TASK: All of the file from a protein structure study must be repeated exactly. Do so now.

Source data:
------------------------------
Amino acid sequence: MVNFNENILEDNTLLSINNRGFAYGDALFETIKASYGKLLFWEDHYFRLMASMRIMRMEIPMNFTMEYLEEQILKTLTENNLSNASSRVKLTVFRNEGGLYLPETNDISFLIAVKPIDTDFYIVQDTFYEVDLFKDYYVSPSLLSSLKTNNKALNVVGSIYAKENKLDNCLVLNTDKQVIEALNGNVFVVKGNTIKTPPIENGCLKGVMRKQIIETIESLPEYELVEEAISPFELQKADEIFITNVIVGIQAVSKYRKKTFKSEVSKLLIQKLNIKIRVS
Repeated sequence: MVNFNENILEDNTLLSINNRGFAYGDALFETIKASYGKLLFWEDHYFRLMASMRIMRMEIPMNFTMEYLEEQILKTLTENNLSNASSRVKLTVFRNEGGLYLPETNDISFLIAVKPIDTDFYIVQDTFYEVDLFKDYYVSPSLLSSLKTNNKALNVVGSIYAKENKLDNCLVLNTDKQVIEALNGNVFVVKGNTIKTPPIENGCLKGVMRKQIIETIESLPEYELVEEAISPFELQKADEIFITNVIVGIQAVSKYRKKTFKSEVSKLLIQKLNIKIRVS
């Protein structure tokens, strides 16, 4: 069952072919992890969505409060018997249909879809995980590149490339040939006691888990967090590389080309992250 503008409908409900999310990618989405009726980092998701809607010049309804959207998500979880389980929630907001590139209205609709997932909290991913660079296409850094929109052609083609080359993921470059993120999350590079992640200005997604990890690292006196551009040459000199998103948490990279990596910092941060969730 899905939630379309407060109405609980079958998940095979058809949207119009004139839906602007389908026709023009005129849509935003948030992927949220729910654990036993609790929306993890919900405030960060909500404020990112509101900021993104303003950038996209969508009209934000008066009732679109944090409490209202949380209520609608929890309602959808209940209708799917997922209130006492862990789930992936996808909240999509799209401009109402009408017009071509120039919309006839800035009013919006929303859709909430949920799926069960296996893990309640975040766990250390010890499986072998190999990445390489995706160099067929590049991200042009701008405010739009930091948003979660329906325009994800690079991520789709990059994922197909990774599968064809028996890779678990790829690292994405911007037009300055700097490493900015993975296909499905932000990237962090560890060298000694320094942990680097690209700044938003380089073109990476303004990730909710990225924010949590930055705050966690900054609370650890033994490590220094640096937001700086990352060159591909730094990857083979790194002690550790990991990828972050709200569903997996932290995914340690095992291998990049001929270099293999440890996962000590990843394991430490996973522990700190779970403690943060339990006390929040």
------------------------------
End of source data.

Amino acid sequence: MVNFNENILEDNTLLSINNRGFAYGDALFETIKASYGKLLFWEDHYFRLMASMRIMRMEIPMNFTMEYLEEQILKTLTENNLSNASSRVKLTVFRNEGGLYLPETNDISFLIAVKPIDTDFYIVQDTFYEVDLFKDYYVSPSLLSSLKTNNKALNVVGSIYAKENKLDNCLVLNTDKQVIEALNGNVFVVKGNTIKTPPIENGCLKGVMRKQIIETIESLPEYELVEEAISPFELQKADEIFITNVIVGIQAVSKYRKKTFKSEVSKLLIQKLNIKIRVS
Repeated sequence: MVNFNENILEDNTLLSINNRGFAYGDALFETIKASYGKLLFWEDHYFRLMASMRIMRMEIPMNFTMEYLEEQILKTLTENNLSNASSRVKLTVFRNEGGLYLPETNDISFLIAVKPIDTDFYIVQDTFYEVDLFKDYYVSPSLLSSLKTNNKALNVVGSIYAKENKLDNCLVLNTDKQVIEALNGNVFVVKGNTIKTPPIENGCLKGVMRKQIIETIESLPEYELVEEAISPFELQKADEIFITNVIVGIQAVSKYRKKTFKSEVSKLLIQKLNIKIRVS
């Protein structure tokens, strides 16, 4: 069952072919992890969505409060018997249909879809995980590149490339040939006691888990967090590389080309992250 503008409908409900999310990618989405009726980092998701809607010049309804959207998500979880389980929630907001590139209205609709997932909290991913660079296409850094929109052609083609080359993921470059993120999350590079992640200005997604990890690292006196551009040459000199998103948490990279990596910092941060969730 899905939630379309407060109405609980079958998940095979058809949207119009004139839906602007389908026709023009005129849509935003948030992927949220729910654990036993609790929306993890919900405030960060909500404020990112509101900021993104303003950038996209969508009209934000008066009732679109944090409490209202949380209520609608929890309602959808209940209708799917997922209130006492862990789930992936996808909240999509799209401009109402009408017009071509120039919309006839800035009013919006929303859709909430949920799926069960296996893990309640975040766990250390010890499986072998190999990445390489995706160099067929590049991200042009701008405010739009930091948003979660329906325009994800690079991520789709990059994922197909990774599968064809028996890779678990790829690292994405911007037009300055700097490493900015993975296909499905932000990237962090560890060298000694320094942990680097690209700044938003380089073109990476303004990730909710990225924010949590930055705050966690900054609370650890033994490590220094640096937001700086990352060159591909730094990857083979790194002690550790990991990828972050709200569903997996932290995914340690095992291998990049001929270099293999440890996962000590990843394991430490996973522990700190779970403690943060339990006390929040």